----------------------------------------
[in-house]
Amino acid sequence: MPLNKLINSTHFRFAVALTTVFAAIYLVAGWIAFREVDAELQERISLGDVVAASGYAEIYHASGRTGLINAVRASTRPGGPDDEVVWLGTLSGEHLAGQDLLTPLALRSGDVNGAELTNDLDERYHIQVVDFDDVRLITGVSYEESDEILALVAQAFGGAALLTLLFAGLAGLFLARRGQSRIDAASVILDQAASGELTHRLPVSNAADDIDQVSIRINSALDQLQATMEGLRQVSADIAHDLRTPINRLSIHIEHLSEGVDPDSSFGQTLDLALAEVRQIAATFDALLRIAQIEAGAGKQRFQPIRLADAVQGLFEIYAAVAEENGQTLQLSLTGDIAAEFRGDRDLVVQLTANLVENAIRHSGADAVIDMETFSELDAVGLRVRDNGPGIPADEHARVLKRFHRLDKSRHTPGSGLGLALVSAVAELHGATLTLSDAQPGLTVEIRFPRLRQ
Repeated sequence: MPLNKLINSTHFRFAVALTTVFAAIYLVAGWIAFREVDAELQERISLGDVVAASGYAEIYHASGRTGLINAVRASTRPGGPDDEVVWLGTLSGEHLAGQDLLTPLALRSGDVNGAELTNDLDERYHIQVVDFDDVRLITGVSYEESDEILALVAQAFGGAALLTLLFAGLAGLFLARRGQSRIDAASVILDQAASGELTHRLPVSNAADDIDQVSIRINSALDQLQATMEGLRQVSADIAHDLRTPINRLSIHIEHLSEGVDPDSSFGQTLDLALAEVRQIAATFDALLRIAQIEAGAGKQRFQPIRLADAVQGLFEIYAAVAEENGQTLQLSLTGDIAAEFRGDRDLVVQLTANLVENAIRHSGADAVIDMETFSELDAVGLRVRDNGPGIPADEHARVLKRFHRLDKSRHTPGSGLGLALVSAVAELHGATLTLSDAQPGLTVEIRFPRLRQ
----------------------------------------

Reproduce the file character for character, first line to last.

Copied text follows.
[in-house]
Amino acid sequence: MPLNKLINSTHFRFAVALTTVFAAIYLVAGWIAFREVDAELQERISLGDVVAASGYAEIYHASGRTGLINAVRASTRPGGPDDEVVWLGTLSGEHLAGQDLLTPLALRSGDVNGAELTNDLDERYHIQVVDFDDVRLITGVSYEESDEILALVAQAFGGAALLTLLFAGLAGLFLARRGQSRIDAASVILDQAASGELTHRLPVSNAADDIDQVSIRINSALDQLQATMEGLRQVSADIAHDLRTPINRLSIHIEHLSEGVDPDSSFGQTLDLALAEVRQIAATFDALLRIAQIEAGAGKQRFQPIRLADAVQGLFEIYAAVAEENGQTLQLSLTGDIAAEFRGDRDLVVQLTANLVENAIRHSGADAVIDMETFSELDAVGLRVRDNGPGIPADEHARVLKRFHRLDKSRHTPGSGLGLALVSAVAELHGATLTLSDAQPGLTVEIRFPRLRQ
Repeated sequence: MPLNKLINSTHFRFAVALTTVFAAIYLVAGWIAFREVDAELQERISLGDVVAASGYAEIYHASGRTGLINAVRASTRPGGPDDEVVWLGTLSGEHLAGQDLLTPLALRSGDVNGAELTNDLDERYHIQVVDFDDVRLITGVSYEESDEILALVAQAFGGAALLTLLFAGLAGLFLARRGQSRIDAASVILDQAASGELTHRLPVSNAADDIDQVSIRINSALDQLQATMEGLRQVSADIAHDLRTPINRLSIHIEHLSEGVDPDSSFGQTLDLALAEVRQIAATFDALLRIAQIEAGAGKQRFQPIRLADAVQGLFEIYAAVAEENGQTLQLSLTGDIAAEFRGDRDLVVQLTANLVENAIRHSGADAVIDMETFSELDAVGLRVRDNGPGIPADEHARVLKRFHRLDKSRHTPGSGLGLALVSAVAELHGATLTLSDAQPGLTVEIRFPRLRQ